Sweeney Todd: The Demon Barber of Fleet Street

Thu 12th – Sat 14th February 2015

reviews

Emma Ansell

at 10:08 on 13th Feb 2015

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The first half of this production may have been good yet underwhelming (no doubt due at least in part to the difficulties of the material and necessary contextualisation) but 'Sweeney Todd's second half was truly excellent. The escalation of action and careful control of pace led to a dizzying climax – and all the emotional pay-off an audience could want from an ageing piece of melodrama. The cast, led by George Kirby-Smith as Todd, should be congratulated for bringing new life and energy to a well known and well loved story.

A strong and almost universally applicable feature of this production deserving of commendation was the physicality of the cast. Interactions took place not at an awkward stage distance, but up close and personal. There is something very raw and very real in the tactile nature of this show: from kisses to molestation to garotting (not necessarily in that order) 'Sweeney Todd' was an exploration of how personal interaction can cause both pleasure and suffering. Ailish O'Keeffe, as Mrs Lovett, should be particularly praised as paragon of energy and variety, interacting effortlessly with her fellow actors, and an absolute joy to watch from the first moment she stepped on stage. Her acting was busy, and in the best possible way. For a play rife with stage deaths, I was impressed that none were awful. They were particularly well handled by Kirby-Smith, and resulted in horror rather than laughter (as can too often be the case).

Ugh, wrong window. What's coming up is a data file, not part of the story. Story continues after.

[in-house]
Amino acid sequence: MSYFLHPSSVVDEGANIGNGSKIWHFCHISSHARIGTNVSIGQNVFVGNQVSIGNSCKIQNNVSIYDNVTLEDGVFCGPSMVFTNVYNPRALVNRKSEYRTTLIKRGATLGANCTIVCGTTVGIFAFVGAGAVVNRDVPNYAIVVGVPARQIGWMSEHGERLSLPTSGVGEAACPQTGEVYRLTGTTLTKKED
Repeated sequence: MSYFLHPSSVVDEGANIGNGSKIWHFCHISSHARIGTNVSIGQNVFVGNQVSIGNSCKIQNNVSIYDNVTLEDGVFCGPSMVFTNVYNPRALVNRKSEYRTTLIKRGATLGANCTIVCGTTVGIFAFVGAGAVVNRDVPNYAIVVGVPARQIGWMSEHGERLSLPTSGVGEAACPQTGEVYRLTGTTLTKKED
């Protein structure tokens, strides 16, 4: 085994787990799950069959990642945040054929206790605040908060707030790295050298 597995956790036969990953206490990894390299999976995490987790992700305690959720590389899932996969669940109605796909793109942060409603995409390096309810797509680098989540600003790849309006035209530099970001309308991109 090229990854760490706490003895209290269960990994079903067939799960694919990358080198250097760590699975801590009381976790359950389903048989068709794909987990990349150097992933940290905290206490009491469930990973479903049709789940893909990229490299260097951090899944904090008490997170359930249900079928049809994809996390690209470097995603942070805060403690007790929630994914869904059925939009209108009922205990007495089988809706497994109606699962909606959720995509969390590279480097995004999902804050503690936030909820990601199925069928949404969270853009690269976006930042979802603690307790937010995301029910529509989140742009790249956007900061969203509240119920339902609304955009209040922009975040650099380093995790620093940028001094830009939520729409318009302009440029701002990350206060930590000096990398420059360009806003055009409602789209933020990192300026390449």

The cast as a whole grew more comfortable and more convincing within their roles in the second half of the production. Kirby-Smith's acting was understated and subtle, making his blood-lust all the more unnerving and provoking real uneasiness at times.It is unfortunate that the very first scene does not do justice to the production in its entirety - awkwardly staged and with sporadic bursts of uncomfortable shouting is a less than ideal introduction to what was an thoroughly enjoyable show.

The production as a whole was cohesive: a testament to a thoroughly conceived artistic vision. The transitions between scenes were so flawlessly and quickly carried out that I felt myself relaxing into Sweeney Todd, becoming absorbed in the action. Stand out moments in the directorship include the rape of Lucy, played by Saffron McNair, which was effectively unsettling, and the scenes within the asylum. The chorus should be commended for individually and independently being a spectacle in themselves, and for commitment to their multiple roles.

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